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Delays minimal on first weekday of air traffic control furloughs

April 22, 2013|By Hugo Martin
  • Passengers wait to go through security screening inside terminal one at Los Angeles International Airport Monday morning.
Passengers wait to go through security screening inside terminal one at… (Al Seib / Los Angeles Times )

While some airline passengers endured long delays at a few East Coast airports Monday, most of the nation's flights departed without significant problems on the first work day after budget cuts hit federal air traffic controllers.

Beginning on Sunday, the Federal Aviation Administration ordered air traffic controllers to take one furlough day for every two-week pay period to cut about $600 million from its budget.

Agency officials warned that the cuts would force the FAA to delay arrivals and departures to manage the flow of air traffic. But the agency reported that light traffic and good weather minimized the delays Monday.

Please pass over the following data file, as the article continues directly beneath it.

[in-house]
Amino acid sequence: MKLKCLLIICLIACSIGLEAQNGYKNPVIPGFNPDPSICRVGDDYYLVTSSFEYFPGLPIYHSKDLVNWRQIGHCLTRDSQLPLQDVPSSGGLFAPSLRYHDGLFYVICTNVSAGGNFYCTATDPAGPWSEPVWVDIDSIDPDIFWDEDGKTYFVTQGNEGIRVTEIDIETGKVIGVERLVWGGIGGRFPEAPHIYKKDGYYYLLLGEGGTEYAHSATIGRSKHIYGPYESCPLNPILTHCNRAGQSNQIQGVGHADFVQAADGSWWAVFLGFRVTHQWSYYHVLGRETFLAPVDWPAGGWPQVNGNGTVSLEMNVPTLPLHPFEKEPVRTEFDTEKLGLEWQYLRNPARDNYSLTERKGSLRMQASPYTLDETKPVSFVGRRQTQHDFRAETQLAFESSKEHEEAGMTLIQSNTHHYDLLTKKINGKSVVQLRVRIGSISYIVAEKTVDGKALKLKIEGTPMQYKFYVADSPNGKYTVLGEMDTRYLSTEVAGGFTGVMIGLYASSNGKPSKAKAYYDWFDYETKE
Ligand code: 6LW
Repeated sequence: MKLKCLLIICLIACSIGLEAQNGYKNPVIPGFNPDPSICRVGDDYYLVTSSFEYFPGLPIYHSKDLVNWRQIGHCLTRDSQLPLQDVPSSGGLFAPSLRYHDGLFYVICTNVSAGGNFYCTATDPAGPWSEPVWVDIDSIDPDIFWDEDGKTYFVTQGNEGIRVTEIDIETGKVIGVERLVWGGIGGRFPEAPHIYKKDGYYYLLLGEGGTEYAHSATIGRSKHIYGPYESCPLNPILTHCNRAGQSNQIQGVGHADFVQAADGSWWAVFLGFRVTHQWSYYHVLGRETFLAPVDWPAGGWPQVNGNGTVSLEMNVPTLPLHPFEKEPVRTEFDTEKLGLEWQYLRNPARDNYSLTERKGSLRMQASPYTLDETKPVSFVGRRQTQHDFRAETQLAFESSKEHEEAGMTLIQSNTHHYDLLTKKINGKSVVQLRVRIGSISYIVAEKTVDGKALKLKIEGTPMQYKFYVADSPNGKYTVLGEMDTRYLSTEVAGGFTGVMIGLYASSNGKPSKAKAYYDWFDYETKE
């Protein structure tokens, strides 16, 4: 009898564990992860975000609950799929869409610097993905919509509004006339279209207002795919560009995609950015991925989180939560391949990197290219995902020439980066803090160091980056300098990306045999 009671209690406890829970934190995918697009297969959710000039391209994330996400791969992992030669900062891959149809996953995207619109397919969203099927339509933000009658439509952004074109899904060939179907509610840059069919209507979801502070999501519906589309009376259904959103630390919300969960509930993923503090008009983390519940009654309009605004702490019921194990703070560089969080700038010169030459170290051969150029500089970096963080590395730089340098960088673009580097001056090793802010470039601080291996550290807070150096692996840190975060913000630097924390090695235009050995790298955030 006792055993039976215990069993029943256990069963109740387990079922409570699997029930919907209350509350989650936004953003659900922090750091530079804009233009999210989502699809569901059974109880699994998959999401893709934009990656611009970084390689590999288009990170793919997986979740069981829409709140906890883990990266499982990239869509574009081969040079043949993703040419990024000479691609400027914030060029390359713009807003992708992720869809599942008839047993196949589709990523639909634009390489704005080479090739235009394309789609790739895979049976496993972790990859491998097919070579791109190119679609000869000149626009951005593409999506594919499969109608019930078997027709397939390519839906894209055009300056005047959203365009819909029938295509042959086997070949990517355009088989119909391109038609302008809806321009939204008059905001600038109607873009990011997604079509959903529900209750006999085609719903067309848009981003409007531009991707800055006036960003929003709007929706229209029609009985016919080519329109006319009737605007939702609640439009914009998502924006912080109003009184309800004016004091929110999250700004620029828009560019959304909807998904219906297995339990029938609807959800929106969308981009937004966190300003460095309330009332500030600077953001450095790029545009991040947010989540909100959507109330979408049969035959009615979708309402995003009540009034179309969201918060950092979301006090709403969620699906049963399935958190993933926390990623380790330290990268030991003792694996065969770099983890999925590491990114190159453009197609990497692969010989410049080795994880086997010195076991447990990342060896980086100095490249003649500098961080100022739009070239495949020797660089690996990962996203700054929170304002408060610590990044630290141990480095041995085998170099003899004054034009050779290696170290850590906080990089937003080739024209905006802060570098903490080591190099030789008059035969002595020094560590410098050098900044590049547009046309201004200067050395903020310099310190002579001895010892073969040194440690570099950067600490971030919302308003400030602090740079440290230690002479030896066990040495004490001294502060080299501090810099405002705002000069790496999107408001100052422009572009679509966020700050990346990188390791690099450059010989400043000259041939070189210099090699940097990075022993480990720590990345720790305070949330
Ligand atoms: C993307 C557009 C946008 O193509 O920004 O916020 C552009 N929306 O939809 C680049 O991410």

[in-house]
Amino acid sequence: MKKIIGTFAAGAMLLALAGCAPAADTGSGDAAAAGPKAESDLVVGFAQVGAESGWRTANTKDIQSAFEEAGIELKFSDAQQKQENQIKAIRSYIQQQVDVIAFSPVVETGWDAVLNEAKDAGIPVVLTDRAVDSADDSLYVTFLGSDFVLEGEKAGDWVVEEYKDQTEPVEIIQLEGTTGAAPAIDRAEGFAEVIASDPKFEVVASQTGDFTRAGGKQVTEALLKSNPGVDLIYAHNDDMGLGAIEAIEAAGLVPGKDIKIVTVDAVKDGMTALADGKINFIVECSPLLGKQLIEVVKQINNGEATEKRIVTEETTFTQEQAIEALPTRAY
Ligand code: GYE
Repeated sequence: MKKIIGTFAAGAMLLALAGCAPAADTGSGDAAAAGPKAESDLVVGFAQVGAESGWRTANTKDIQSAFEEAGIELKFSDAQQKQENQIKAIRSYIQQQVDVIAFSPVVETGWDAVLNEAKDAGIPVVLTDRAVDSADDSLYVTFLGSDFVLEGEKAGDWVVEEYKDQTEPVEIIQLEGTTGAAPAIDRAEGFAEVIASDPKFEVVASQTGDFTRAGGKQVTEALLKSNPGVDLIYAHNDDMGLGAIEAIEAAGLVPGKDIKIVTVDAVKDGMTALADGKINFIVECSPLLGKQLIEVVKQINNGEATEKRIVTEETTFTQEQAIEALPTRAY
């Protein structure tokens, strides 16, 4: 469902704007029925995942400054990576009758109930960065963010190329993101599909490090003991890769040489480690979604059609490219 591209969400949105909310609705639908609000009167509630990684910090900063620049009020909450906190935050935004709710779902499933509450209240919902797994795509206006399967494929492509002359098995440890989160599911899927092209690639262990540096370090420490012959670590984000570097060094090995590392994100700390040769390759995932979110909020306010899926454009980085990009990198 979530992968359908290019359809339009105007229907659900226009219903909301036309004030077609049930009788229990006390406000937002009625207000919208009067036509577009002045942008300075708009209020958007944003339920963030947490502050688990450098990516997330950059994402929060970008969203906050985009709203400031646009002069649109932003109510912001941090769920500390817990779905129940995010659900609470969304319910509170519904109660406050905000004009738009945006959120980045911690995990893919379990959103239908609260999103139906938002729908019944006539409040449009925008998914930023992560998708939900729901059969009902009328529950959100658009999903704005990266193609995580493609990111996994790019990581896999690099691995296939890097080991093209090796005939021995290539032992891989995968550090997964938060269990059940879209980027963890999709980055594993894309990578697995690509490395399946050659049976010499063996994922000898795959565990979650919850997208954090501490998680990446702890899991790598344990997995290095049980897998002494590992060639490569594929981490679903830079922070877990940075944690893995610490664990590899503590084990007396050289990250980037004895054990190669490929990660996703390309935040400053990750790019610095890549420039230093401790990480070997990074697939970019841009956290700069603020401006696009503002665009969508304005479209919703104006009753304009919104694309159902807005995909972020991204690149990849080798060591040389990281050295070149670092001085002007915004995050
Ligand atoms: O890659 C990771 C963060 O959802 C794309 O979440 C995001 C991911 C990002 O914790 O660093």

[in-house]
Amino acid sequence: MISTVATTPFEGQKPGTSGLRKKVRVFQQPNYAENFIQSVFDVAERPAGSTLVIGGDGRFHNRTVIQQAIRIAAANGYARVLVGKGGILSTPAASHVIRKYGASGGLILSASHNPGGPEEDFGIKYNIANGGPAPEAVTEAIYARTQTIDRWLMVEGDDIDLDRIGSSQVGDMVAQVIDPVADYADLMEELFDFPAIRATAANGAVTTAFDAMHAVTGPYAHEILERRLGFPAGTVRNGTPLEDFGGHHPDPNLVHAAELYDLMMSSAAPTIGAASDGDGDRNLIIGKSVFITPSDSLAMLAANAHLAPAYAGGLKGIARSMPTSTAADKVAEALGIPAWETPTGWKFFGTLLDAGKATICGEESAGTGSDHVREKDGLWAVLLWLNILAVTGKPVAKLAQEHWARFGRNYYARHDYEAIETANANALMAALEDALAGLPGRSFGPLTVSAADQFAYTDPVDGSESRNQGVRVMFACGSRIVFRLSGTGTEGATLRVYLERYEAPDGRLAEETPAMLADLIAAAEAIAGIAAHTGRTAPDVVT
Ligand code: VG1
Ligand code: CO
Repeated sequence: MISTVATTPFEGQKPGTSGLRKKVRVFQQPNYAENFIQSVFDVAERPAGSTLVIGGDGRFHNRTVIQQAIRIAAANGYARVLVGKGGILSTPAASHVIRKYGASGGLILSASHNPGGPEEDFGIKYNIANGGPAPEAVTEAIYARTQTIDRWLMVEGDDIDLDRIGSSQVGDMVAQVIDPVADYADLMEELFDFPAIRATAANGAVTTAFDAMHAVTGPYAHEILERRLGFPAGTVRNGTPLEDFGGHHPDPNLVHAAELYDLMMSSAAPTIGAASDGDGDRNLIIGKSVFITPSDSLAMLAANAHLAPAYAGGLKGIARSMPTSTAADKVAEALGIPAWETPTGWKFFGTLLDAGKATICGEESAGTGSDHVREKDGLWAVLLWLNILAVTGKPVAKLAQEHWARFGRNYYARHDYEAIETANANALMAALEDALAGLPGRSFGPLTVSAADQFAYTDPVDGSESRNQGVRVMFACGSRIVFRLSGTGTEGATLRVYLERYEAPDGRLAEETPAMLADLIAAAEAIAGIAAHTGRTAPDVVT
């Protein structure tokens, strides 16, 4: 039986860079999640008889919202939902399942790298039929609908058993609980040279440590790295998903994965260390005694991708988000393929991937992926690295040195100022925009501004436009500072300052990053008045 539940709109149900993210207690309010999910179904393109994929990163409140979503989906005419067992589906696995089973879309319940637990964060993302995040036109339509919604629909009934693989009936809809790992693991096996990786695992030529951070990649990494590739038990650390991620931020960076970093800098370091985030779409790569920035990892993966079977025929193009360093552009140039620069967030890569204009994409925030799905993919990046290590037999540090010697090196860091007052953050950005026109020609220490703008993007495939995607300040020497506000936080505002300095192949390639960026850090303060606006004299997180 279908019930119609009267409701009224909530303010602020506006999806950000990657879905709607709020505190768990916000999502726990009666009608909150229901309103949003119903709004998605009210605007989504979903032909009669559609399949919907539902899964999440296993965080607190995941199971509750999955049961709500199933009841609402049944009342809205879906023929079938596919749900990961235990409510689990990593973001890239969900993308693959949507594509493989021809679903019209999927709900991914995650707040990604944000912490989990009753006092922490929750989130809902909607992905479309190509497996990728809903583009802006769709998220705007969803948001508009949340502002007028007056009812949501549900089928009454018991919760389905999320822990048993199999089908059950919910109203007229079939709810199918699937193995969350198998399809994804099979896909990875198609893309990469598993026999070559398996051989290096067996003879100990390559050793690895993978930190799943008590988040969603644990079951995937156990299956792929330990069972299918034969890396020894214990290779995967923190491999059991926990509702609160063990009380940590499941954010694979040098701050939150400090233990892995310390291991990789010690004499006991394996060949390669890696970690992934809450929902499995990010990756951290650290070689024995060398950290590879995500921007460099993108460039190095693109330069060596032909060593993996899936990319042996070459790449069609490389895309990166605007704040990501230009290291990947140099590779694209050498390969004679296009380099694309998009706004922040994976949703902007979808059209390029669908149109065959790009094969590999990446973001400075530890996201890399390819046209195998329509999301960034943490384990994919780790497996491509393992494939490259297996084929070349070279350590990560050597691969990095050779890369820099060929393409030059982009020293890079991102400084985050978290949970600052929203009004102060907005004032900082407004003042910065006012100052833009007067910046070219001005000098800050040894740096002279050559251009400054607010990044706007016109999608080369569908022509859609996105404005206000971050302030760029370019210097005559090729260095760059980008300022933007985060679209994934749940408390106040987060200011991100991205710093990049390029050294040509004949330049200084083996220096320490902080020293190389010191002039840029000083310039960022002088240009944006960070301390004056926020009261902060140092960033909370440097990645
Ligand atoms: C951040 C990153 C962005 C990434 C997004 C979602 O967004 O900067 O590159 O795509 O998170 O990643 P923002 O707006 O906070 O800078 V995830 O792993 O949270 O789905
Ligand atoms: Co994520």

Still, the FAA reported average delays of up to 3 hours and 7 minutes for a period Sunday evening. Several websites that monitor air traffic said the nation's air traffic system operated normally.

On Sunday, the nation's airports reported 4,843 flights that were delayed more than 15 minutes, compared with an average of 5,884 per day over the past 30 days, according to the website Flightstats.com.

On Monday, Los Angeles International Airport issued a statement, saying the airport was not experiencing major problems.

"As of this morning, we are experiencing a flow rate of 68 flights per hour, arrivals and departures.  That is not an abnormally low rate for LAX," airport officials said.

Another airline monitoring site, Flightaware.com, reported long delays Monday morning in New York's LaGuardia and John F. Kennedy international airports primarily due to weather and Tarmac maintenance. But delays attributed to air traffic controller furloughs were reported at several airports in Florida, including Miami International and Orlando International airports.

Here's some reaction from the Twittersphere:

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